Every journey starts with the first step. It just feels this first step has taken FAR too long.

Emily the cougher

I woke up this morning around 4.30am to the sound of Emily and some incessant coughing. It was one of those uncontrollable barrages you never wish on anyone.

I gave her a drink and kept her upright - or as upright as you can keep a child you also want to keep asleep.

When I went back in about 45 minutes, she had some odd white drool all over her mouth.

Letting her lie in a bit this morning, she was as right as rain for breakfast, and seemed quite sprightly when we walked to Fennies from the car. Being upright seems to have cleared whatever horrid phlegm that was blocking her chest. I just hope she's in better sorts when she goes to bed tonight.

Wednesday, 15 September 2010

Lack of toddler sleep

Emily usually collapses into a toddler-sized ball of sleep anywhere between 8pm and 9pm.

It was with EXTREME frustration that I was dealing with a ball of energy last night at 10.30pm. I know all too well the perils of doing something during the day which will result in insomnia, lack of sleep, etc. (usually caffeine related) but Em was acting like it was 10.30am, not pm. My overwhelming concern was how were we going to wake her this morning.

Thankfully, by the time I climbed the wooden hill to Bedfordshire around midnight she was fast asleep. Recently fast asleep I don't know. This morning's "wake up Emily" took a bit longer, but it happened and she was her usual morning sprightly self.

The only difference yesterday I can think of is we gave her ice cream for dessert, maybe that's like caffeine to a toddler. Live and learn... live and learn.

Monday, 13 September 2010

Emily the elder

When I picked up Em tonight from Helen's, I discovered Em now has a new friend called Ellie.

She's a bit younger than Em and apparently Em is "showing her the ropes" - how to read books, how to sing nursery rhymes, etc. She's only 2.5 and not really old enough to be the older child (that's around 7-8 I'd reckon) but it's fun to hear about Em being the "grown up" showing Ellie the ropes.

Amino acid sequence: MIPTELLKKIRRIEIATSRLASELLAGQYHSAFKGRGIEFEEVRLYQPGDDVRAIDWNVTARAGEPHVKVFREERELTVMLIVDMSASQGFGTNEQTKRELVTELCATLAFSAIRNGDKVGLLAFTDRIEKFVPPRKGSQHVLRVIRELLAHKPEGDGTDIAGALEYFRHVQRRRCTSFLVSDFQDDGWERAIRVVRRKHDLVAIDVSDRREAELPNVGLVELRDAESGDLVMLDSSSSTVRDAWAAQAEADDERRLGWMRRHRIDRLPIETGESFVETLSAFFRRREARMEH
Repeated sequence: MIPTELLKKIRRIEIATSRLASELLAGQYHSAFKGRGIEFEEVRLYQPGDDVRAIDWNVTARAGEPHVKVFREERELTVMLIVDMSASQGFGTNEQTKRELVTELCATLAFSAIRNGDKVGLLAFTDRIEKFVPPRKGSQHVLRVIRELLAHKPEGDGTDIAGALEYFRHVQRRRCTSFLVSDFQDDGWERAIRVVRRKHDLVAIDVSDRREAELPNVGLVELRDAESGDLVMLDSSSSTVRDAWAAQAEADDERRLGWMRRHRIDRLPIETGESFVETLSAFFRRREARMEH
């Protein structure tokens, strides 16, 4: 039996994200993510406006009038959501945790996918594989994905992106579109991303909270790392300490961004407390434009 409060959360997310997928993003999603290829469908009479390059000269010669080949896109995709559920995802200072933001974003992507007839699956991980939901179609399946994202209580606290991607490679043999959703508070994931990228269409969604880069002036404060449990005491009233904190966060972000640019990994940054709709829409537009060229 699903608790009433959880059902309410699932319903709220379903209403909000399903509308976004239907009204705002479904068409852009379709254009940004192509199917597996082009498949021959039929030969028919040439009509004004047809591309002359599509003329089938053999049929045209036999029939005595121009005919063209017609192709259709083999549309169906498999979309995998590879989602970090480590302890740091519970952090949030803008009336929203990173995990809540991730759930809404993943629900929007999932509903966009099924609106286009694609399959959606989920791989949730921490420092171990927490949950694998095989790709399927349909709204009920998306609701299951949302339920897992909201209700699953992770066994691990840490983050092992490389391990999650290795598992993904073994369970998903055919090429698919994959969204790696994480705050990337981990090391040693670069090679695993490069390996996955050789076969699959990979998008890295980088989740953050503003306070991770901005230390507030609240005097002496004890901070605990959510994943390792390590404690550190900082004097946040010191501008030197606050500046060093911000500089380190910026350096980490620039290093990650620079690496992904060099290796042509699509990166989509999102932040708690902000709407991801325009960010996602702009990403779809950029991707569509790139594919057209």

I get it foreshadows how she'll react to a sibling when he/she eventually arrives.

Tuesday, 7 September 2010

Emily's new proper bed

Emily in her big girl bed.
Over the weekend I went down to my nan's flat and moved some furniture out, bringing an end to that chapter of our lives.

Among the new acquisitions was a bed for Emily - her first proper slumber chamber.

On Sunday I sorted out her room and erected her bed. It's a damn sight larger than her crib and is a proper bed, not one of those overpriced children's beds.

Last night was her first sleep in it. Kitted out in matching cupcake duvet and pillow set, she was tickled pink at her bed, repeatedly saying "bed".

I left her with the light on, and a number of books to read thinking she'd enjoy her first night in her bed.

When I came up later on to turn the light on, she had actually crawled INTO her crib and fallen asleep in there, shunning her bed completely.

Something makes me think she may not be ready for the responsibility that the cupcake duvet represents.

Wednesday, 1 September 2010

Emily's full on toddler ill

Those green candle sticks Em was growing yesterday have turned into full blown "ill toddler" today. I had to pick her up early from Helen's as she was crying and holding her ears more than usual.

She's a bit spotty and incredibly listless and limp, and has a cough and just looks the picture of ill child.

I've booked an appointment with the doctor tomorrow morning, so until then it's a steady diet of In The Night Garden, sips of water and baby jollop.

Just hope she doesn't give it to Sue or I.